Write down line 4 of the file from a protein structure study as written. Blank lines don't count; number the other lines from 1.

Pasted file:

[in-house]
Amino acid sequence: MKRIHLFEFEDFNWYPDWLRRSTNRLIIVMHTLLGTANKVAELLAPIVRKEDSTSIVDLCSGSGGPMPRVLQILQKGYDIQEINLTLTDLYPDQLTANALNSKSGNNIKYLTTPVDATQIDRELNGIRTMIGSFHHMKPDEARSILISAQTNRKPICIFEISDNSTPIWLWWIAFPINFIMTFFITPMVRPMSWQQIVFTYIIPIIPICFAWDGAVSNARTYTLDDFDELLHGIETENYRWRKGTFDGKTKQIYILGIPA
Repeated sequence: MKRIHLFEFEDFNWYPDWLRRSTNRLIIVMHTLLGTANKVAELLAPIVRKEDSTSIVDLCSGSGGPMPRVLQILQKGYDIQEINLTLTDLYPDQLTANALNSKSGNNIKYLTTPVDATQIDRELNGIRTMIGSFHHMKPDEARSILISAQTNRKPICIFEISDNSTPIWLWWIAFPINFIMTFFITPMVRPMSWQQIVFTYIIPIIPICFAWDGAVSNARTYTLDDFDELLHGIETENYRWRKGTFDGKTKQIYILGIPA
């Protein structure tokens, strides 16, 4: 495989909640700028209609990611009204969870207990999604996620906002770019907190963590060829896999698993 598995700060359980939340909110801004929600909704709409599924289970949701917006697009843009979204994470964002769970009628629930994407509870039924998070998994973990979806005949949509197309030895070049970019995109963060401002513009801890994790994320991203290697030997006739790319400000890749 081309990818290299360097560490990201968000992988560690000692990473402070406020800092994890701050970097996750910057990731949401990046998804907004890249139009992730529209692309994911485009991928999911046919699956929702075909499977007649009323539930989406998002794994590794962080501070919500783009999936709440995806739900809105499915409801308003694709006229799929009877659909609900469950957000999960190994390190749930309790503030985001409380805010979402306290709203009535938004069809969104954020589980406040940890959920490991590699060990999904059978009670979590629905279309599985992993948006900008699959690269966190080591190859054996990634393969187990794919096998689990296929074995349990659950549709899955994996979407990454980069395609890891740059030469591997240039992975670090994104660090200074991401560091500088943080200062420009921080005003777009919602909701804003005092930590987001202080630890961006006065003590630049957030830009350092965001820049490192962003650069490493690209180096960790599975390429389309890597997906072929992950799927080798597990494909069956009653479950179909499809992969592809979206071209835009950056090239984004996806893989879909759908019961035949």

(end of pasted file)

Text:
């Protein structure tokens, strides 16, 4: 495989909640700028209609990611009204969870207990999604996620906002770019907190963590060829896999698993 598995700060359980939340909110801004929600909704709409599924289970949701917006697009843009979204994470964002769970009628629930994407509870039924998070998994973990979806005949949509197309030895070049970019995109963060401002513009801890994790994320991203290697030997006739790319400000890749 081309990818290299360097560490990201968000992988560690000692990473402070406020800092994890701050970097996750910057990731949401990046998804907004890249139009992730529209692309994911485009991928999911046919699956929702075909499977007649009323539930989406998002794994590794962080501070919500783009999936709440995806739900809105499915409801308003694709006229799929009877659909609900469950957000999960190994390190749930309790503030985001409380805010979402306290709203009535938004069809969104954020589980406040940890959920490991590699060990999904059978009670979590629905279309599985992993948006900008699959690269966190080591190859054996990634393969187990794919096998689990296929074995349990659950549709899955994996979407990454980069395609890891740059030469591997240039992975670090994104660090200074991401560091500088943080200062420009921080005003777009919602909701804003005092930590987001202080630890961006006065003590630049957030830009350092965001820049490192962003650069490493690209180096960790599975390429389309890597997906072929992950799927080798597990494909069956009653479950179909499809992969592809979206071209835009950056090239984004996806893989879909759908019961035949």